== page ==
First focusing on Pilates and Gyrokinesis, Ossi found yoga too painful to endure with her still mending body. Then she was introduced to yoga in a heated environment. Whereas in other yoga styles the injures were strained, the heat warmed those areas and added an extra element of healing. Heat allowed the body to be ready and relax. It is this practice that led Ossi to teacher training in 2004 and brings her back to the mat each day. There is the Law Office of Matthew S. Norris – lawyers for injury cases that can help you deal with injuries legally.

“Injury to the body is one thing but what it does to the mind is another, totally separate thing,” Ossi shared with me. This is where yoga differs from physical therapy, Pilates and Gyrotoniques. Yoga brings with it the meditation philosophy. And this practice gives you the tools to deal with the things that come up through injury.

Brooklyn Yoga Project


Ossi painted a clear picture of how yoga does its good work. When you practice Pilates, you really have to pay attention to what you’re doing. It is mind-body and requires very specific ways of moving. In contrast with yoga, our body helps us to get out of our heads. It is body-mind. Yoga lets your body take the focus and lets your mind take a break. In case of injuries make sure you can get a Florida personal injury cases lawyer.

The heat is another element that helps focus your mind. With an elevated temperature, your mind is too focused on your body heat to get distracted by other thoughts.

The mind needs mending just as much as the physical body when healing an injury. Ossi believes the work we do with ourselves is integral to any healing process. At Brooklyn Yoga Project, much work is done around acceptance, acceptance of limitations and honoring them. I love the way Ossi ties in yoga’s philosophy throughout her classes, raising her students awareness of finding the peaceful place within themselves. She reminds me that yoga is about accepting your limitations.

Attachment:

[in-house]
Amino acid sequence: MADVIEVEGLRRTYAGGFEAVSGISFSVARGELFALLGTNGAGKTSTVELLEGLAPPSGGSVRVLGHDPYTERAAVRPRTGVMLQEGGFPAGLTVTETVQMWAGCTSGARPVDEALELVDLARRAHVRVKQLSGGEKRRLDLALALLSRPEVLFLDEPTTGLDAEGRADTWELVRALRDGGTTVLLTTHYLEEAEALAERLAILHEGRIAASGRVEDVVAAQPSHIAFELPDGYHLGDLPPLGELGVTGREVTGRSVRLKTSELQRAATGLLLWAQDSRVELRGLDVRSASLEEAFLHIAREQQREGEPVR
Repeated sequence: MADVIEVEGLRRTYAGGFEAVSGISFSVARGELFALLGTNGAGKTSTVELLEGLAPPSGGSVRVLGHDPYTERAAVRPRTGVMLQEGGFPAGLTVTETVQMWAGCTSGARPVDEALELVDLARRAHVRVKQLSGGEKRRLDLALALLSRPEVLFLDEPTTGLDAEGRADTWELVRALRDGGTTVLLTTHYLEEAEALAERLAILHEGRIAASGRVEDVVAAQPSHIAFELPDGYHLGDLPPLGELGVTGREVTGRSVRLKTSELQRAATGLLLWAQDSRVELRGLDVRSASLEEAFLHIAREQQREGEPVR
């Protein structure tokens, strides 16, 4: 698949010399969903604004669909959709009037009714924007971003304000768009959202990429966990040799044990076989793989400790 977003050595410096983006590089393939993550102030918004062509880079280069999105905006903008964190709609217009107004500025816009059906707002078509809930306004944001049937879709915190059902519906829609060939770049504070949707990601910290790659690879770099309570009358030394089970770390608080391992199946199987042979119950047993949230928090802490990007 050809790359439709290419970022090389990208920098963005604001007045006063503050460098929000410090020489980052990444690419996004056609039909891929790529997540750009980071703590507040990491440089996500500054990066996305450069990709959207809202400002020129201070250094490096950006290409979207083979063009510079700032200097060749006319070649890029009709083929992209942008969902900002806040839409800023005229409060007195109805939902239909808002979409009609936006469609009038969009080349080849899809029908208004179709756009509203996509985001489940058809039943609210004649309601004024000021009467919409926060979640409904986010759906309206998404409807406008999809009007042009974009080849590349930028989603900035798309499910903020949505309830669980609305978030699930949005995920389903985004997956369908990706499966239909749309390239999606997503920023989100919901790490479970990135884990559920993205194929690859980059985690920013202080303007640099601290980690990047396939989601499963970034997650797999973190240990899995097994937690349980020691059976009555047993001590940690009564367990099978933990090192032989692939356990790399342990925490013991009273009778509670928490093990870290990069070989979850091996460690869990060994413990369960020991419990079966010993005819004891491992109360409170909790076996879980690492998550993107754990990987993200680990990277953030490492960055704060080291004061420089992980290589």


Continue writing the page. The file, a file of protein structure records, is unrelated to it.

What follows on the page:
And this is where I saw myself in her story. Not too many years ago, I severely sprained my ankle during the last month of marathon training. The injury took me off the pavement and onto the mat. I was focused on healing as quickly as possible so I could go back to my running routine. But my body had other plans. It rejected all forms of running. I was devastated.

Ossi works with a great deal of runners who come to her seeking quick fixes so they can get back on track. If I may stereotype runners, myself included, we’re generally intense, type A, competitive people. And we’re drawn to more intense exercise, i.e. hot yoga rather than traditional. The runner comes to class expecting improvements in their running, but come away with so much more.

“A lot of the mindset that goes into running is what causes the injury,” Ossi says. An attitude of overachievement pushes them beyond a healthy level, similar to my personal overzealous marathon training. When runners come to yoga they look for flexibly and the strength in their body, when they actually need it in their head. After establishing a dedicated yoga practice, many runners return at a slower pace, with a different intention and a new mindset around the sport.